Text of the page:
By LLOYD SCHWARTZ  |  March 3, 2010

At least the singing didn't disappoint. In the title role, Chinese soprano Ying Huang's refined, well-focused voice seemed tireless. A movie-star beauty, she didn't have much else by way of character. Her lover was the tight-voiced but unflagging high tenor Peter Tantsits, who looked like an aimless refugee from The Mikado, a wand'ring minstrel, complete with ponytail. The self-righteous abbot who sees through Madame White's human exterior, was persuasively embodied by resonant Chinese bass Dong-Jian Gong, whose practiced English diction overcame the limitations of his heavy accent.

The audience favorite was male soprano Michael Maniaci (who returns in May with Boston Baroque) as White Snake's former lover now reincarnated as her devoted female servant. In his green-snake dress, he looked more like Divine than a Chinese spirit. His pompous utterances were embarrassing, but his fascinating voice brought down the house.

In October, Madame White Snake goes to the Beijing Music Festival, its co-commissioner. Whatever you make of the opera, you have to applaud Opera Boston's cross-cultural effort. Has any local opera company offered a major world premiere since Sarah Caldwell staged Robert DiDomenica's 12-tone version of Jean Genet's The Balcony in 1990? It's about time.

What's more, Opera Boston has just announced an inspired 2010–2011 season: Beethoven's Fidelio; Donizetti's forgotten Maria Padilla, with soprano Barbara Quintiliani — evidently a sensation in its revival at the last Wexford Festival; and Hindemith's profound murder mystery, Cardillac, with baritone Sanford Sylvan as the goldsmith who'll do anything to hang onto his masterpieces. And in other local news, Emmanuel Music has finally announced the result of its long search for a full-time music director to replace the late Craig Smith: tenor and conductor Ryan Turner, a soloist and long-time member of the Emmanuel Chorus.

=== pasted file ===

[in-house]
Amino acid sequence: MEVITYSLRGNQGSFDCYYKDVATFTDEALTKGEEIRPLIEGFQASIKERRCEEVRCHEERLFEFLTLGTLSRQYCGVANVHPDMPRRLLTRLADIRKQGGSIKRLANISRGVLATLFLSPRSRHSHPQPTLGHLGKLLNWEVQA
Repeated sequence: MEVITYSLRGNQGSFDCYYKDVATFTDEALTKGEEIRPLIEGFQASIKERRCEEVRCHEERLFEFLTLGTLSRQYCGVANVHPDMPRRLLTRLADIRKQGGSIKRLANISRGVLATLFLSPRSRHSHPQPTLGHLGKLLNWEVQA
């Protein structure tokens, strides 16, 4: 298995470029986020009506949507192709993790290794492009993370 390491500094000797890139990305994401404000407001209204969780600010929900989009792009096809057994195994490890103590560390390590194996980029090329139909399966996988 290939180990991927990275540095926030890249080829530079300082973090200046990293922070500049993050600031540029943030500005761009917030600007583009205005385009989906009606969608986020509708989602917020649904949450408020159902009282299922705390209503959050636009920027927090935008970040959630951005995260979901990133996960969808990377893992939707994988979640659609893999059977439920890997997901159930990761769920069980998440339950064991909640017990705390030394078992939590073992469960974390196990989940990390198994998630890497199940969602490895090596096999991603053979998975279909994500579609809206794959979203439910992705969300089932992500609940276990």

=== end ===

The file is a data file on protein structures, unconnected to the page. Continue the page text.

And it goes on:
Beethoven must be smiling from behind the big oval at the top of the Symphony Hall proscenium inscribed with his name. Last fall, BSO assistant conductor Julian Kuerti and two guest conductors replaced ailing James Levine in a complete cycle of Beeethoven symphonies. Last month, Levine returned to lead four of them in one weekend. The very next week, the Celebrity Series of Boston presented the Leipzig Gewandhaus Orchestra ("the oldest civic orchestra in the world") under its chief conductor, Ricardo Chailly, in still more Beethoven, another Seventh Symphony and the Emperor Concerto, plus a sonata movement (the Vivacissimamente happy ending of Les adieux) and a rarely performed overture (Prometheus) as encores.

I couldn't wait to hear the elegant and profound Brazilian pianist Nelson Freire in the Emperor. But like his friend Martha Argerich, he's a frequent canceler — this time, tendinitis forced him to bow out of this concert as well as the one three days later at Carnegie Hall. Instead, we got the Canadian virtuoso Louis Lortie, whose virtues are almost diametrically opposed to Freire's: speed and bravura rather than poetic insight and ravishing tone. Mainly loud, Lortie played the twinkling quiet section of the first movement so quietly, it seemed an affectation. With a lively contribution from Chailly and the orchestra, the Emperor survived, but Freire was sorely missed. The symphony was more satisfying. The Gewandhaus sounds rougher than the BSO, and the woodwinds aren't nearly as glamorous. But Chailly's gutsy energy, nuanced dynamics (shifting on a dime from very loud to very soft — like Levine, he separates the first and second violins), strong sense of direction, and Italianate singing line made this Seventh exhilarating and fun. The many young players seemed to be having a ball, and the spirited finale's youthful panache was irresistible.

< prev  1  |  2  |  3  |   next >
Related: Ghost stories, Wanting more, Photos: Boston expressionism at Danforth Museum, More more >
  Topics: Classical , Entertainment, Entertainment, Jean Genet,  More more >
| More

Most Popular
Share this entry with Delicious

 See all articles by: LLOYD SCHWARTZ